3. Results and Discussion

Figure 1(a) shows the adsorption isotherms of PC adsorbed in the nanopores with 𝑤= 0.4–2.0 nm. PC molecules are not adsorbed in the case of 𝑤=0.4 nm because the nanopore is narrower than the PC molecular size. In nanopore with 𝑤=0.5 nm, PC molecules can be adsorbed above 10−10 MPa. PC molecules begin to adsorb even below 10−10 MPa for 𝑤=0.6 and 0.7 nm, which is a result of strong interactions with the pore walls. The threshold pressure of adsorption shifts to pressures higher than 10−9 MPa in the nanopores larger than 0.8 nm. Thus, PC molecules are preferentially adsorbed in the nanopores of 0.6 and 0.7 nm. As the bulk density of PC is 1200 mg ml−1, fractional fillings of adsorbed PC are 0.6-0.7 for 𝑤= 0.5–0.9 nm and 0.7-0.8 for 𝑤=1.0-2.0 nm, as shown in Figure 1(b). Relatively low fractional fillings of adsorbed PC (<0.7) were observed for 𝑤<1.0 nm. The lowest fractional filling was for 𝑤=0.8 nm in the range of 𝑤= 0.5–2.0 nm. On the other hand, higher fractional fillings were observed for 𝑤=1.0-2.0 nm rather than the 𝑤 smaller than 1.0 nm. The lower fractional filling for the narrower nanopore widths is due to packing restriction of adsorbed PC. Figure 2 shows the snapshots of PC adsorbed in the nanopores at 9 × 10−6 MPa, which is equivalent to a saturated vapor pressure of 7 × 10−6 MPa at 303 K. Monolayer adsorptions of PC molecules roughly occurred for 𝑤 less than 0.9 nm, while when 𝑤=0.9 nm the adsorption is intermediate between monolayer and two layers. Two-, three-, and four-layer adsorption was obviously observed for 𝑤=1.0, 1.5, and 2.0 nm, respectively. Therefore, monolayer adsorption leads to low fractional filling.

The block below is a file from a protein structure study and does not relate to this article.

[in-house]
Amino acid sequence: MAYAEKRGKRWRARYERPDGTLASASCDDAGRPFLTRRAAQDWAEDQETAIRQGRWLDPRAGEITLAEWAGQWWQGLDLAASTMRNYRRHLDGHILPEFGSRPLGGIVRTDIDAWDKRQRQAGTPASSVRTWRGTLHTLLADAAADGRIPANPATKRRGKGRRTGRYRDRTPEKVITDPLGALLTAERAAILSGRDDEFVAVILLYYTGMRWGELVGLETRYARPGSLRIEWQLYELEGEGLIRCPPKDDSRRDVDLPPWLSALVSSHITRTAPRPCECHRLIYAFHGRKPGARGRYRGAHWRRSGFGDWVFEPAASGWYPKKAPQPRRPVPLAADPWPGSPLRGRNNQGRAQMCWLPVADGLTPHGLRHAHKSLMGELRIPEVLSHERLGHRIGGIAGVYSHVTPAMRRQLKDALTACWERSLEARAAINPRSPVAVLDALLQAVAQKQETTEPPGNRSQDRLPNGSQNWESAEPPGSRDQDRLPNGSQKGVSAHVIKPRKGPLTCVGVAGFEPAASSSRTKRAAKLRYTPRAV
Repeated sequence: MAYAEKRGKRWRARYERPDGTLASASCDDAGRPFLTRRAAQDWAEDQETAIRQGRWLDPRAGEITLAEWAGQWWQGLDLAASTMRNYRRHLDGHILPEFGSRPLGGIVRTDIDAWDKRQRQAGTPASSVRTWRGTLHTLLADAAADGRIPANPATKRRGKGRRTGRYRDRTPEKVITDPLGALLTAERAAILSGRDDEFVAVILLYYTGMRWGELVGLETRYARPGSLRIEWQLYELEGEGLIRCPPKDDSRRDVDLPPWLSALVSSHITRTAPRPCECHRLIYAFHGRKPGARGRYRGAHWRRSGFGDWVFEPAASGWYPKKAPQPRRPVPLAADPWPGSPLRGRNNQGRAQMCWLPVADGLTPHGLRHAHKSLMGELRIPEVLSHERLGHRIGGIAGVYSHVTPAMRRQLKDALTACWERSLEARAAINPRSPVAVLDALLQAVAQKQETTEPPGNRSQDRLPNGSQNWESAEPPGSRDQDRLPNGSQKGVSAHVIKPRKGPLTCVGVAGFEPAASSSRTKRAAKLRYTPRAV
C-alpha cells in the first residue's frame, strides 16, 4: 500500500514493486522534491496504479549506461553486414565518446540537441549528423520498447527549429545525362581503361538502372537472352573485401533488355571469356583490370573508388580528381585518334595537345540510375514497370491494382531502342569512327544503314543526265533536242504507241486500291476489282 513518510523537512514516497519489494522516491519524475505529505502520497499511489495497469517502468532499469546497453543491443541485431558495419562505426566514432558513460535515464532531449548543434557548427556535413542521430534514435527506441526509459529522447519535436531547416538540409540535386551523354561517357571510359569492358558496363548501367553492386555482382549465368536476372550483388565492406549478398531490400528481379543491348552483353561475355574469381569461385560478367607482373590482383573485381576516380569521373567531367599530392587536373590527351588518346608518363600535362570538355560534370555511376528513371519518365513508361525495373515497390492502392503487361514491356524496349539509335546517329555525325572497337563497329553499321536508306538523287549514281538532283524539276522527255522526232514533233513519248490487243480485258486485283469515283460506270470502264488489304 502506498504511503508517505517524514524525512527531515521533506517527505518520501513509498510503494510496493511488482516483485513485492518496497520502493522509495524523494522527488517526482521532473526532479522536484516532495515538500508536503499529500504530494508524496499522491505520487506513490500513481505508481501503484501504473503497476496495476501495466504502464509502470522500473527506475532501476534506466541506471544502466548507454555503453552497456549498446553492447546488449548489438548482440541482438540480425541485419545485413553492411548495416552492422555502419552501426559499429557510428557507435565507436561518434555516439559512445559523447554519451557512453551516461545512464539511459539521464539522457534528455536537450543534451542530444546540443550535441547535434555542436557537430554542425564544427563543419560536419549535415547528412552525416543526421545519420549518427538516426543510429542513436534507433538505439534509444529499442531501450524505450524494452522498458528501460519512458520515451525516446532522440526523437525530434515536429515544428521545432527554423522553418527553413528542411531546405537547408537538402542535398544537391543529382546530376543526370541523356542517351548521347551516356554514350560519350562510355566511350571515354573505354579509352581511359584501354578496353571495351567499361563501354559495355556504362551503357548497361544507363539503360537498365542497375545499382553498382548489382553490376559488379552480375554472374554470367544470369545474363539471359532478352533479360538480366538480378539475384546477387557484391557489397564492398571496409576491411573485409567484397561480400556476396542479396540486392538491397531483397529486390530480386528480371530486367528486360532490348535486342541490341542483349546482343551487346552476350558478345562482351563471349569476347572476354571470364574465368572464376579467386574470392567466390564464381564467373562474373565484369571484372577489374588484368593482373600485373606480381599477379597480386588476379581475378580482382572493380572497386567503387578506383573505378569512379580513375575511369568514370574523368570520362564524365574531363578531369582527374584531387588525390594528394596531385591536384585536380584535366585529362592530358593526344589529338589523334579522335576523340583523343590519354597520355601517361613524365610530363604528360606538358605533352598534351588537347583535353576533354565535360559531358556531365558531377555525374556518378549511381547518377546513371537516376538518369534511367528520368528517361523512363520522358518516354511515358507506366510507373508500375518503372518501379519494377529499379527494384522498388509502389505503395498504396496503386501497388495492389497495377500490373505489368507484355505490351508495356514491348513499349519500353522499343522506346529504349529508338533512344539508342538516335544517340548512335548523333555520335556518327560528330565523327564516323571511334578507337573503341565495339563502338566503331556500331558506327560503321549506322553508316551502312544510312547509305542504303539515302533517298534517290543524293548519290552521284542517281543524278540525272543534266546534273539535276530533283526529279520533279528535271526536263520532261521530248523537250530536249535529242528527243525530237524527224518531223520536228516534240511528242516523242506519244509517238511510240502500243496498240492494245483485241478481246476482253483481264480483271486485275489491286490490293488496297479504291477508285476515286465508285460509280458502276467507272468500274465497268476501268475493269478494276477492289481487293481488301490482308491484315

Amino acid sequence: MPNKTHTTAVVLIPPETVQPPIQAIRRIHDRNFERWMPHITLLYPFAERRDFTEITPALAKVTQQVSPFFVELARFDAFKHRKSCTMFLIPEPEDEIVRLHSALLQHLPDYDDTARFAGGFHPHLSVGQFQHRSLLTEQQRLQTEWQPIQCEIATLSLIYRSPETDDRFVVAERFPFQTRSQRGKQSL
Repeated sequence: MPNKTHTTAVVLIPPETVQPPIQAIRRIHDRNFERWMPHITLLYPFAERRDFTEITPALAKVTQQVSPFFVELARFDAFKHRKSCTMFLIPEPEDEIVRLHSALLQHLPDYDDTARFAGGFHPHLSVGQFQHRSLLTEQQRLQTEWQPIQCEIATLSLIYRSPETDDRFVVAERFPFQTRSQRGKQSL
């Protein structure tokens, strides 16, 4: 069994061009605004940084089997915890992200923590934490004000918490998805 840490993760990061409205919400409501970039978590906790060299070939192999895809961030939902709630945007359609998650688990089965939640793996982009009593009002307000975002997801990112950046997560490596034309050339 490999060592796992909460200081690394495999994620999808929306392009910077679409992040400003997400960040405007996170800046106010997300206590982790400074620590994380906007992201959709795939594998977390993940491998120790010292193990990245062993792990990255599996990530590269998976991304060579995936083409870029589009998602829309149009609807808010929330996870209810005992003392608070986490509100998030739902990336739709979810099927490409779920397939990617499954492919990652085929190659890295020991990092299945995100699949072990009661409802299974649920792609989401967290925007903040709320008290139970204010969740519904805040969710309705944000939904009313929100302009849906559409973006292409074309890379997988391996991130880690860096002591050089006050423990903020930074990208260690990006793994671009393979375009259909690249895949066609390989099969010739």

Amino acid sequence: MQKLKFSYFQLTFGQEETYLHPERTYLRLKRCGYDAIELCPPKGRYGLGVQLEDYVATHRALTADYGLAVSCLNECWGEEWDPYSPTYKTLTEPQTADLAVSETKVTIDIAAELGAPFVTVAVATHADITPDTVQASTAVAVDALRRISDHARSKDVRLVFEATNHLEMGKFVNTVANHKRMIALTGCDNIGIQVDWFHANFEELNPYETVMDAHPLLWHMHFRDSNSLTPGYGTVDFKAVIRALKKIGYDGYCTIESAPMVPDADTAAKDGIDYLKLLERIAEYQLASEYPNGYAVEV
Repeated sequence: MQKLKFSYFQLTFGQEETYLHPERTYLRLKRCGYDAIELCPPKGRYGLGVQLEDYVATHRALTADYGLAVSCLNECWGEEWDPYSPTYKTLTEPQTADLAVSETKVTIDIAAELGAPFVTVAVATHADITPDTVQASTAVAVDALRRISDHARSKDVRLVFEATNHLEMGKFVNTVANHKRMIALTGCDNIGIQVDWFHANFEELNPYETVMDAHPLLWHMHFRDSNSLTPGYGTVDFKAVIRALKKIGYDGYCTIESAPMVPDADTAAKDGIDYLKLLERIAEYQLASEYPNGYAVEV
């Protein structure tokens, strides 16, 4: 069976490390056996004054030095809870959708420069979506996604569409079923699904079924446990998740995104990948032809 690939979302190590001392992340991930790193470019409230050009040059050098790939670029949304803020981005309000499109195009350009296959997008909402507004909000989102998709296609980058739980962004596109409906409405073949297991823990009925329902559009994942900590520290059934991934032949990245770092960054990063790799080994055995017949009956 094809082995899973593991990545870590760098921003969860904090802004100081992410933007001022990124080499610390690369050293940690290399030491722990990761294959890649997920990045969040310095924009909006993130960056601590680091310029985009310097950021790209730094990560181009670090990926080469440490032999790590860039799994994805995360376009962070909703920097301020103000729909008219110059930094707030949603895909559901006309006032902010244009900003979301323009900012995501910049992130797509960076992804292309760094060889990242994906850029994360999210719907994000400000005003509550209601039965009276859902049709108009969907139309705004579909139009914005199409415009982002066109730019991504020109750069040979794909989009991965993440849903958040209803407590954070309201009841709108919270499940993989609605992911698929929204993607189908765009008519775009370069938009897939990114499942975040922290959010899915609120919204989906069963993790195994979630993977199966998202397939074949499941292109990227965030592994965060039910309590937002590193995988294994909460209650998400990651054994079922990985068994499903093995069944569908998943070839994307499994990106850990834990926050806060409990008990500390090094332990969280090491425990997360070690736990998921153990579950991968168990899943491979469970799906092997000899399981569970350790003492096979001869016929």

Figure 1: (a) Adsorption isotherms of PC in nanopores with 𝑤 = 0.4–2.0 nm at 303 K and (b) fractional fillings as a function of pore width.
Figure 2: Snapshots of PC adsorbed in the nanopores at 10−5 MPa.